How to cut back on salt to boost your heart health
Published: 8 March 2020
The week of 9–15 March 2020 is the World Action on Health and Salt, Salt Awareness Week. There are strong links to salt and heart health and it’s important to understand where the salt in our diet is coming from.
Salt on our shelves and on the table
Salt, or sodium chloride, is the well-known partner to pepper, and commonly found on tables and bench-tops worldwide. It can be added to both sweet and savoury foods, baked goods and family meals.
Salt also appears in common everyday foods such as breads, cereals and canned foods. Salt is used as a preservative, to adjust taste and texture. But as the desire for food to be produced in higher volumes and to last longer has grown, the salt content in these foods has increased over time.
Why is too much salt bad for you?
It is the sodium in salt that raises blood pressure and that raised blood pressure increases the risk of heart disease and stroke. Cutting down the amount of salt we eat is one of the most important things we can do when it comes to reducing our blood pressure. In addition to having an overall healthy diet, being a healthy bodyweight and drinking alcohol only in moderation are important.
Our bodies do need a small amount of salt. Salt helps keep a balance in the body with our hydration and, usually, just the naturally occurring salt in food is enough to meet what we need.
However, the average New Zealander's diet includes a lot of added salt from packaged and processed food, as well as the salt that we add during cooking or at the table. This is the salt that our body doesn't need, but which we are consuming every day.
What foods are high in salt?
Over 75% of the salt we eat comes from packaged and processed food, and the supermarket shelves are packed to the brim with these foods. The top sources of salt in our diet are:
- grain products like breads and breakfast cereals
- processed meats like bacon, sausages, canned corned beef, smoked chicken and ham
- snack foods like biscuits, crisps and crackers
- canned soups
- condiments like tomato sauce, mustard, barbeque sauce, chutneys and soy sauce.
The reality is most of us have probably eaten more salt than recommended through packaged foods before we even pick up a saltshaker or drown our meal in tomato sauce.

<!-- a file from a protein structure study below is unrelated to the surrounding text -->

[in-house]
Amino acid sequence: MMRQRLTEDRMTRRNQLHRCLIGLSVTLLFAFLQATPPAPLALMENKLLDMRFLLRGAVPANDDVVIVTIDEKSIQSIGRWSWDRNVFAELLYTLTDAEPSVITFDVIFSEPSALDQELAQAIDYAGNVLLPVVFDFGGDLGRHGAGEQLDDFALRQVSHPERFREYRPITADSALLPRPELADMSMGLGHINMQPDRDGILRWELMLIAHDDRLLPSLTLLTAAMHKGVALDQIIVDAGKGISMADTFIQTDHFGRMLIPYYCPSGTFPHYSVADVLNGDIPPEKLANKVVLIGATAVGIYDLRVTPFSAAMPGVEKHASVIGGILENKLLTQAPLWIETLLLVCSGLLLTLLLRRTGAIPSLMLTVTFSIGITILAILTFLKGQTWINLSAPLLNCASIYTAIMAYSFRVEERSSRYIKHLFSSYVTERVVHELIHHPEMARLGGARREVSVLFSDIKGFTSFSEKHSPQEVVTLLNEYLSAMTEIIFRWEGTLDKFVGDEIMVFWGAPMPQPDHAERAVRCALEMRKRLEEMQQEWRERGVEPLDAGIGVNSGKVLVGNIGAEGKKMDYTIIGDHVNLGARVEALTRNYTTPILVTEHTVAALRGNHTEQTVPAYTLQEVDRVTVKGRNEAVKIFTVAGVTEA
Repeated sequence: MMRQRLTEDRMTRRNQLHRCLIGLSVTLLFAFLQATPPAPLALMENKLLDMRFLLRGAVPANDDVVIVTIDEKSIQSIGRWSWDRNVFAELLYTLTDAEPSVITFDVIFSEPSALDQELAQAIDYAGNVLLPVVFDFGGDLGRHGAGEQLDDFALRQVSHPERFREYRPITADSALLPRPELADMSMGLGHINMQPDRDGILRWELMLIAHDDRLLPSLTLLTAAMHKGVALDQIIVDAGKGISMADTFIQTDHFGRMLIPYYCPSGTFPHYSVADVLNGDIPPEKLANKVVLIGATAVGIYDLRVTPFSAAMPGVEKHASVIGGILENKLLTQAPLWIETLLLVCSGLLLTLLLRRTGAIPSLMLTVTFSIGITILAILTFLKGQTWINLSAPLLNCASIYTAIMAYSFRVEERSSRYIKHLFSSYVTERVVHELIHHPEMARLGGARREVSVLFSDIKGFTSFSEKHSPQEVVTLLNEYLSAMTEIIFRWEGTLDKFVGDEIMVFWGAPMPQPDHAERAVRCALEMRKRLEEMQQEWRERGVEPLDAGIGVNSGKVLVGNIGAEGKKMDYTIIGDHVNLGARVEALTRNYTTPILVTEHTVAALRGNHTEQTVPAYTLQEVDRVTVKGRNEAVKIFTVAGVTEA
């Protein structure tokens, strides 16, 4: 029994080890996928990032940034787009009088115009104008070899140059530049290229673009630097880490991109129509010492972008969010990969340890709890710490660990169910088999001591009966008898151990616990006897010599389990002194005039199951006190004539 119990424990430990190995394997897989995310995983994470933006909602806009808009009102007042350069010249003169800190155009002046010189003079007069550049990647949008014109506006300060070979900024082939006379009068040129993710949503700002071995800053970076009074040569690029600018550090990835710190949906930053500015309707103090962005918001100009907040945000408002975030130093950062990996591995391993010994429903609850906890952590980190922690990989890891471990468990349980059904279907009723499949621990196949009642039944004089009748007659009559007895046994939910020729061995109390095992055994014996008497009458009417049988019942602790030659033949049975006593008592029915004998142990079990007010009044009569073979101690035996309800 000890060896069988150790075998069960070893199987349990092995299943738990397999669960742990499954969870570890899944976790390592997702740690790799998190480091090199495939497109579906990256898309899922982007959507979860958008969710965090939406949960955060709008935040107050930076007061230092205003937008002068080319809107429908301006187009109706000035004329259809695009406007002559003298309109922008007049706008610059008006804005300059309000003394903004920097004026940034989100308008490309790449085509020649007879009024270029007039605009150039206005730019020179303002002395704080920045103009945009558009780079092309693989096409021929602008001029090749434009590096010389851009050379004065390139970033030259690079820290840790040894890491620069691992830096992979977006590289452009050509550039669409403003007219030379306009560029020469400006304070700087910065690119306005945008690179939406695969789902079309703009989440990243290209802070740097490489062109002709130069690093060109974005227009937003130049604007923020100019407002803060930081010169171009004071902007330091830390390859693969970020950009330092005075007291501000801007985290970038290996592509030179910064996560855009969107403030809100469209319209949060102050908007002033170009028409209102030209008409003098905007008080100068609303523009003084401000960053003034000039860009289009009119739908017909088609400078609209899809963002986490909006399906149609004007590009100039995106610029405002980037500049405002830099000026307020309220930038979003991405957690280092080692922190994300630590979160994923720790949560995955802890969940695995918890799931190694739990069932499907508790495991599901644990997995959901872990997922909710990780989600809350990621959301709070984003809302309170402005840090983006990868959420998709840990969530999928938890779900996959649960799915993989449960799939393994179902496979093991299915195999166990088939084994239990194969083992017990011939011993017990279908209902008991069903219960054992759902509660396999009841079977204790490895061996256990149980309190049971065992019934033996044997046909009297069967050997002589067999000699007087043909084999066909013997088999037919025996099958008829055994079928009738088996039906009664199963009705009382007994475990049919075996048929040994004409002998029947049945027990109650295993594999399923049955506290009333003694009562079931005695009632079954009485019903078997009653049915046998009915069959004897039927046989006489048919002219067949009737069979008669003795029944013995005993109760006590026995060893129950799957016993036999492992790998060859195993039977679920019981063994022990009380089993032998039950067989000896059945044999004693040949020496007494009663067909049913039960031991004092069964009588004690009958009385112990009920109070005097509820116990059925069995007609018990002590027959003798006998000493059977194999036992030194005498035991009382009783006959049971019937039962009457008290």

How much salt is OK?
To reduce the risk of chronic disease it is recommended to eat no more than 4g of salt a day (1600mg sodium). Those with diagnosed health conditions, high blood pressure or heart failure need to be extra careful when it comes to reducing salt intake.
How can I eat less salt?
An easy way to reduce salt intake is to eat less processed food. Instead, look for food that is as close to its natural form as possible. Fruit, vegetables and whole grains, are a good place to start.
Cooking from scratch is another way to eat less salt. If a recipe calls for salt, or if you have a habit of adding more salt at the table, this is the one part of your salt intake you have full control over.
Think the taste might be bland and boring? You can easily add plenty of flavour to your meals by using herbs, spices and citrus (lemon or lime zest), dressings and vinegar in place of salt. Remember ingredients like stock, soy sauce and miso all contain hidden salt so go easy on them and choose lower/reduced salt versions if they are available.
How long does it take for your taste buds to adapt to less salt?
Every two weeks your taste buds regenerate so you will quickly get used to any taste changes from adding less salt to your food.
What do I need to look out for in the supermarket?
As most of the salt we eat comes from packaged foods, reducing the intake of these foods is an important step.
However, there may be some items like bread that you still eat weekly. In this instance, it's important to check the food label and aim for the option that has the lowest amount of salt.
In New Zealand, salt is labelled as 'sodium' on the food label. For some international products, it will be labelled as salt and you can convert this to sodium by dividing it by 2.5.
When you begin looking on a food label think to yourself 'LESS is BEST'. Choose the products which have the least amount of sodium per 100g.
The following targets can be a good guide to know how high or low sodium can go:
- high sodium/salt foods = >600mg sodium per 100g
- medium sodium/salt foods = 120–600mg sodium per 100g
- low sodium/salt foods = <120mg sodium per 100g
If you see items labelled with "low salt" or "reduced salt", this label means that the product will have 25% (one quarter) less salt in it compared to the same food of another brand. Remember, reduced salt may have 'less salt' but it doesn't necessarily mean 'low salt'.
The Heart Foundation aims to decrease salt in packaged foods that are commonly eaten and is actively working with food companies to reduce the salt in key products. There are many factors at play when reducing salt in packaged food, as salt affects the taste, texture, shelf-life and overall acceptance of the food. Over 300 tonnes of salt per annum has been removed from key food categories such as bread, breakfast cereals and processed meals.
- New Zealand Food Safety. Sodium. April 2019 (https://www.mpi.govt.nz/food-safety/food-safety-for-consumers/whats-in-our-food-2/nutrients/sodium/)
- World Action on Salt and Health (WASH). World Salt Awareness Week. (http://www.worldactiononsalt.com/awarenessweek/world-salt-awareness-week-2020/)
- New Zealand Nutrition Foundation. Nutrition Facts: Sodium. 2018. (https://nutritionfoundation.org.nz/nutrition-facts/minerals/sodium)
- Food Standards Australia New Zealand. Nutrition and fortification: Sodium and Salt. June 2016. (https://www.foodstandards.gov.au/consumer/nutrition/salt/Pages/default.aspx)